There is so much more that could be said about this incredible book.  Your questions will be answered in the coming revealing chapters.  But I have taken liberties already and must save the uniqueness of what Ms. Cambron has accomplished for your own discovery.  Seventy-five  reviews alone have been published on Amazon, and I am sure that will not be the last of them.  So, I leave it to you – go get this book for yourself….NOW!  You will recognize this book by its beautiful cover.  Respectful congratulations, Ms. Kristy Cambron.  We look forward to your next publication.  God most certainly plans something special for your exceptional talent.


In exchange for my review, I received a free copy of the book through Litfuse Publicity Group.

Columnist: Barb Shelton

Picture

 

Now widowed, Barb was married 40 years to Jack Shelton, a retired military officer, as well as a retired executive director of Love Field in Dallas, Texas.  Barb and Jack shared eight children between them, (His, Mine, Ours): 19 grandchildren and 14 great-grandchildren.  Barb was born and raised in Enterprise, Kansas. She is musically inclined and is a retired church music director. A former Weight Watcher lecturer, she has had many interesting and unusual jobs, including working for a private detective, defense attorney, office manager for a video production company and administrative assistant to two different pastors. She is involved in volunteer and church activities, and describes herself as creative, friendly and can talk with anyone. "I am a Christian and love to spread God's love and enjoy making others smile and lift up their day."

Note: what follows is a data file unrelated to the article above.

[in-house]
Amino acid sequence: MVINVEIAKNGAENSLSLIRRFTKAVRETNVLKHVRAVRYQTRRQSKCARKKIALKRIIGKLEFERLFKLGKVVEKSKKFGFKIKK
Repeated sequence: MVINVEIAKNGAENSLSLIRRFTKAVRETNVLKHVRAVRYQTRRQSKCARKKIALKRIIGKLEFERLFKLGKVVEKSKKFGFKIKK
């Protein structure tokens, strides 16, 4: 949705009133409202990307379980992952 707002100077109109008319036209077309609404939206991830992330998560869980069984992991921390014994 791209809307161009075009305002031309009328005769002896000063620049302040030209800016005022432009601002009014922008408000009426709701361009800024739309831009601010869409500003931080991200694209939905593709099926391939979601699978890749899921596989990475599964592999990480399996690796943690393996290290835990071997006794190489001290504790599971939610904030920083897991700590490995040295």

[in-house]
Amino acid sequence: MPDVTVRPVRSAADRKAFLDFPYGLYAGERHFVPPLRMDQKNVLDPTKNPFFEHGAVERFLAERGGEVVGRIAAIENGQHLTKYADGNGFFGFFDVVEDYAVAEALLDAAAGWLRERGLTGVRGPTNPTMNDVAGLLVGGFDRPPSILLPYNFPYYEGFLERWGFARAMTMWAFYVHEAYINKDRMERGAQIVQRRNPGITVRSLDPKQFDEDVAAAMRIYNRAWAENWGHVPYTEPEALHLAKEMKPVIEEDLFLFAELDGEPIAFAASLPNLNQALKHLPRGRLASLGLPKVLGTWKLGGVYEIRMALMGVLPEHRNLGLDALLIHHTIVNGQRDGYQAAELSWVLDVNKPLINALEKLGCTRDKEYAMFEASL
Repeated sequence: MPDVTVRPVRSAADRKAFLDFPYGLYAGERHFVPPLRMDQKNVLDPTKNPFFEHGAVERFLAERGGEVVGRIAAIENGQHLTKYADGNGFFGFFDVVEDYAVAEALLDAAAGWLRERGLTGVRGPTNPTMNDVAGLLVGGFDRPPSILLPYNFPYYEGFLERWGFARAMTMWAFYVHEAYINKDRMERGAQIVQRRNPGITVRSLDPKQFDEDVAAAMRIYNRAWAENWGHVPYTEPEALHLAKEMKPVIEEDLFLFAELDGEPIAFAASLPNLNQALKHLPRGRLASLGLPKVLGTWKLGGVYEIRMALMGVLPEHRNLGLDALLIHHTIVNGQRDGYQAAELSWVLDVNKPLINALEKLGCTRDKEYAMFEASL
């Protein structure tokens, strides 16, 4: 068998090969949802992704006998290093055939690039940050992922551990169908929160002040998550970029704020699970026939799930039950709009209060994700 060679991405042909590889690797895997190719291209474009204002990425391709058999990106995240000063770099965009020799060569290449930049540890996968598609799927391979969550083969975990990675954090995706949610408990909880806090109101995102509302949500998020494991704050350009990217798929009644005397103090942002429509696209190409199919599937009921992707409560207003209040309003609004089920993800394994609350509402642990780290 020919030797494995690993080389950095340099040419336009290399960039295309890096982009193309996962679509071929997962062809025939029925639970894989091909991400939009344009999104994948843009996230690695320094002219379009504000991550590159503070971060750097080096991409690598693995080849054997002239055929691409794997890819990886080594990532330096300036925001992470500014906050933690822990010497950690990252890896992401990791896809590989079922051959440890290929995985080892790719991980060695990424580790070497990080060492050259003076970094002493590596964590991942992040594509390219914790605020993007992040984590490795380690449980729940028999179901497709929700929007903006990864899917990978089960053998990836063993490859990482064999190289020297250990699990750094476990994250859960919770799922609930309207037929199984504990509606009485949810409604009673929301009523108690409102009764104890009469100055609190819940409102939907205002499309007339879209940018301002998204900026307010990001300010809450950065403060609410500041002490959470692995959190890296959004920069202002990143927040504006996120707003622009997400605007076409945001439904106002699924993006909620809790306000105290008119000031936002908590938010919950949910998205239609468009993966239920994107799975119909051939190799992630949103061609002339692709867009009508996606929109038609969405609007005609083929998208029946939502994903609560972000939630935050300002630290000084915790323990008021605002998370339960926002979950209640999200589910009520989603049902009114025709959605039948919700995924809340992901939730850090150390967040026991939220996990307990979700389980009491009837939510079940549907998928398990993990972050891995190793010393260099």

Barb is a Certified Lay Speaker and Lay Leader of her congregation at the United Methodist Church of the Covenant in Arlington, TX, where she sings with the same choir she directed over 30 years ago!  She wishes to write a book one day. "I've been through several soap operas in my lifetime and lived to tell about them."

Barb is the writer of two blogs, Passing it Forward and Blessed by Grace, both of which she invites you to drop by to visit one day.

 

Fueling Wholesome Entertainment

TWJ Magazine is the premier publication for lovers of the written word.